• Transplant seedlings outdoors on a cloudy afternoon 2 to 3 weeks before the last spring frost date.
  • Plant seedlings 12 to 24 inches apart in rows, depending on the size of the head desired. (Closer spacing yields smaller heads.)

Check out this video to learn how to plant cabbages: 


  • When seedlings reach about 5 inches tall, thin to leave the desired space between them. If you wish, transplant the thinned seedlings elsewhere.
  • Mulch thickly around the area to retain moisture and regulate soil temperature.
  • Water 2 inches per square foot per week.
  • The optimum soil temperature for growth is 60 to 65°F. Young plants exposed to temperatures below 45°F for a period of time may bolt or form loose heads. Cover plants if cold weather is expected.
  • Fertilize two weeks after transplanting with a balanced (10-10-10) fertilizer.
  • Three weeks later, add a nitrogen-rich fertilizer; cabbage needs nitrogen in the early stages.
  • Practice crop rotation with cabbages to avoid a buildup of soil-borne diseases.

Cabbage patch in the garden mulched with straw

Protect seedlings against pigeons with wire mesh, and use netting during the summer months to stop butterflies from laying their eggs on the leaves. It’s also worth growing nasturtiums nearby as a sacrificial crop for cabbageworms, which will be more likely to eat the nasturtiums instead of your cabbages. Mint can be used to help deter flea beetles. 

Keep cabbages watered, and weed between plants with a hoe or by hand. During exceptionally cold weather, winter cabbages may need to be protected with row covers or cloches. In very cold regions, growing cabbages in a greenhouse or cold frame will keep them safe.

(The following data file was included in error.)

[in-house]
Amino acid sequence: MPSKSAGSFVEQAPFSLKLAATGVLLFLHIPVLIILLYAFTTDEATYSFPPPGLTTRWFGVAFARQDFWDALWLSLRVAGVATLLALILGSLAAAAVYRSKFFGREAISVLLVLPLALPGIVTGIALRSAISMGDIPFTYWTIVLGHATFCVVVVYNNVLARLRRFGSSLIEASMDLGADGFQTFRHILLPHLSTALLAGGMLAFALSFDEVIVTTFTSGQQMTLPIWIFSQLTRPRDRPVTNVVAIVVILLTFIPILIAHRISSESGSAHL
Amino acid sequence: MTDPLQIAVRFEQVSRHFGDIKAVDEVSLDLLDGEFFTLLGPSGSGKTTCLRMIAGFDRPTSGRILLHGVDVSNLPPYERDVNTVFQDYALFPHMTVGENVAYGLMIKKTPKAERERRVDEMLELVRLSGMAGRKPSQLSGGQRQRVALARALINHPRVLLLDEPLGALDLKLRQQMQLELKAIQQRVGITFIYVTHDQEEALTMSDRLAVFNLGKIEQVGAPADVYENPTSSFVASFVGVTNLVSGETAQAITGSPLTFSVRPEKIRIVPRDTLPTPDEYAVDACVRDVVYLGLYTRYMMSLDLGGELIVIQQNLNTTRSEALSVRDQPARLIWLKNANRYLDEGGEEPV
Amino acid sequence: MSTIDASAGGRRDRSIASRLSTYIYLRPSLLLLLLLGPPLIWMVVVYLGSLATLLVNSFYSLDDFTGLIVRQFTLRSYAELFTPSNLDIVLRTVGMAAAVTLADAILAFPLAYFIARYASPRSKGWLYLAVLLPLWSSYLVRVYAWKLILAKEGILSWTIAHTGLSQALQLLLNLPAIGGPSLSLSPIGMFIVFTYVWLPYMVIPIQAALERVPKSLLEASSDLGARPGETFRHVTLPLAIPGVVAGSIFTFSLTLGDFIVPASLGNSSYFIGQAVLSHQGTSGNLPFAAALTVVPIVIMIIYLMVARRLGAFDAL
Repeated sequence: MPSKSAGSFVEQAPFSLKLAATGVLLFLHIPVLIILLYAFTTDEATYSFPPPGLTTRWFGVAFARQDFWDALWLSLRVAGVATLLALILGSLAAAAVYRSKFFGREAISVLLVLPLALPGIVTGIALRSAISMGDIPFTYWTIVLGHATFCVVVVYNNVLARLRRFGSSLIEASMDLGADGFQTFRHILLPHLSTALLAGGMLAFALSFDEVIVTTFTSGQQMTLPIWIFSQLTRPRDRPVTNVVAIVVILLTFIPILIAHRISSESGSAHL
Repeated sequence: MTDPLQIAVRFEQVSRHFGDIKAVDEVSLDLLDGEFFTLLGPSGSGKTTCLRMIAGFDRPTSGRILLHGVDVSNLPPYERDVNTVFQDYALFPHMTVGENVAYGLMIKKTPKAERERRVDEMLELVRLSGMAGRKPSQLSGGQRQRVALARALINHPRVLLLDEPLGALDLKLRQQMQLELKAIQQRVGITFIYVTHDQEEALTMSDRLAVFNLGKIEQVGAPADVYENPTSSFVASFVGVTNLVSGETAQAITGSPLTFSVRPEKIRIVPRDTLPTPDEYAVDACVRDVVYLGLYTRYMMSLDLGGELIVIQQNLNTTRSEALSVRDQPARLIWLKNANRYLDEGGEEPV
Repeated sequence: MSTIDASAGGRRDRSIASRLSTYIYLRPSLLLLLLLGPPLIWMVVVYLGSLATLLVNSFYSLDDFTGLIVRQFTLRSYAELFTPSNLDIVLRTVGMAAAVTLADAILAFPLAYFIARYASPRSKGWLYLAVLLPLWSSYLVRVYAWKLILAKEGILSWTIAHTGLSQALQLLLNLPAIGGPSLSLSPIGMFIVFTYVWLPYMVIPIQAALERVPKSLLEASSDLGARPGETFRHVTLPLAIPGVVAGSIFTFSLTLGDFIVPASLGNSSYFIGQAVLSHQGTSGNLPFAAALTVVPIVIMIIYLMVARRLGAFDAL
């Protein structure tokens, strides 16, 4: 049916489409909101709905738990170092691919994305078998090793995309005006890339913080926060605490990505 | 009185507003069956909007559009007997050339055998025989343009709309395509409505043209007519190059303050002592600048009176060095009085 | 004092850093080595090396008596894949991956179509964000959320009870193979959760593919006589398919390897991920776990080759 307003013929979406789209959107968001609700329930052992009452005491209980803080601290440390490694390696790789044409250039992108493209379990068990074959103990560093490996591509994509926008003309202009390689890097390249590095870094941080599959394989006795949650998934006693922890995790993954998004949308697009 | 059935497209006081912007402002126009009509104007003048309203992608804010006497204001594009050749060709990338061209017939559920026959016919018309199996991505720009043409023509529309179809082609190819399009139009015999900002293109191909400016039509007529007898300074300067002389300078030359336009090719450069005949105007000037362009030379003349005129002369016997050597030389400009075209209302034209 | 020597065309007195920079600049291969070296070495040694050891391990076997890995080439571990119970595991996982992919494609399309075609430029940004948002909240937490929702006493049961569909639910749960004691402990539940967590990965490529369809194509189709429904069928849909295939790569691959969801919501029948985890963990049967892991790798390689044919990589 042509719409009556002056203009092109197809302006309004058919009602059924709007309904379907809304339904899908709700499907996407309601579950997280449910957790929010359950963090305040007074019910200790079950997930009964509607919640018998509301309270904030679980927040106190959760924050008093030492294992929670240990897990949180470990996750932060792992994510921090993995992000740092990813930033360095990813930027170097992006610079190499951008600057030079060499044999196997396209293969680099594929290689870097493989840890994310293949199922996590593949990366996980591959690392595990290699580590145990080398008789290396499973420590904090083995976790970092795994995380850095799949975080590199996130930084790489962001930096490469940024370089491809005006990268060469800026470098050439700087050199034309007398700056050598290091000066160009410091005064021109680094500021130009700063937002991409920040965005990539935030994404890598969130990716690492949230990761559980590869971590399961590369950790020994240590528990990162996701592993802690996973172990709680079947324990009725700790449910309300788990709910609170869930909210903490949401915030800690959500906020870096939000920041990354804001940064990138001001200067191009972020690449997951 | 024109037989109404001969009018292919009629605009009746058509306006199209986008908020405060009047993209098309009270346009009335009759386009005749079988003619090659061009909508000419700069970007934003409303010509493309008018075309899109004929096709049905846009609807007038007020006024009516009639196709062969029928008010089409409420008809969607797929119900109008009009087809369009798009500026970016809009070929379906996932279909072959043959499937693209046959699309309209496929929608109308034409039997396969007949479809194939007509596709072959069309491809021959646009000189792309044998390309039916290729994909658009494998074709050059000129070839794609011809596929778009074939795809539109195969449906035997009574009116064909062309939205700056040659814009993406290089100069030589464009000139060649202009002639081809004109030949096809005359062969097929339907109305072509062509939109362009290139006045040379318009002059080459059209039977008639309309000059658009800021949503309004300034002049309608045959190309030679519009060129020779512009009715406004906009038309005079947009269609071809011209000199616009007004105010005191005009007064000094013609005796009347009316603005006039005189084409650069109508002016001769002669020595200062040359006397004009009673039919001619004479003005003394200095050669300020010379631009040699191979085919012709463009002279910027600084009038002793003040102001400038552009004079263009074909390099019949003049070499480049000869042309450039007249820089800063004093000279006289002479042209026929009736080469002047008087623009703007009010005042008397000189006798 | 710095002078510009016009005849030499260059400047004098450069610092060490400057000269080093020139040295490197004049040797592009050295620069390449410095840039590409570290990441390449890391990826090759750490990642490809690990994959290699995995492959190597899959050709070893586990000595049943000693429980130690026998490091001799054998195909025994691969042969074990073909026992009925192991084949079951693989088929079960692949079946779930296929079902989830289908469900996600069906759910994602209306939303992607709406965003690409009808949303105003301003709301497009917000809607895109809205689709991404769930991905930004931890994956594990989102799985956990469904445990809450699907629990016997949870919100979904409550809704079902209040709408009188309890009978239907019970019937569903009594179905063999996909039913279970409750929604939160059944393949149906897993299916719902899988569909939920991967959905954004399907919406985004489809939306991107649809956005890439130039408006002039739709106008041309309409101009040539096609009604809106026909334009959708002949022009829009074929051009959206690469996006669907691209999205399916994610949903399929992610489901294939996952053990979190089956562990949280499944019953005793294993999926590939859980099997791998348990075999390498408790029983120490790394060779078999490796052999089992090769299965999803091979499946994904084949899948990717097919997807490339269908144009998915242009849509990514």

• Harvest when heads reach the desired size and are firm. Mature heads left on the stem may split. Days to maturity is around 70 days for most green cabbage varieties, and most produce 1- to 3-pound heads.
  • To harvest, cut each cabbage head at its base with a sharp knife. Remove any yellow leaves (retain loose green leaves; they provide protection in storage) and immediately bring the head indoors or place it in the shade. Alternatively, pull up the plant (roots and all) and hang it in a moist cellar that reaches near-freezing temperatures.
  • Winter cabbages are sweeter after a light frost. Spring cabbages can be harvested young and loose as spring greens, or left to grow on to form a tight head of leaves. 
  • To get two crops, cut the cabbage head out of the plant, leaving the outer leaves and roots in the garden. The plant will send up new heads; pinch off those until only four or so smaller heads remain. Harvest when tennis ball-size (perfect for salads!).
  • After harvesting, remove the entire stem and root system from the soil to prevent disease. Only compost healthy plants; destroy any with maggot infestation.

How to Store Cabbages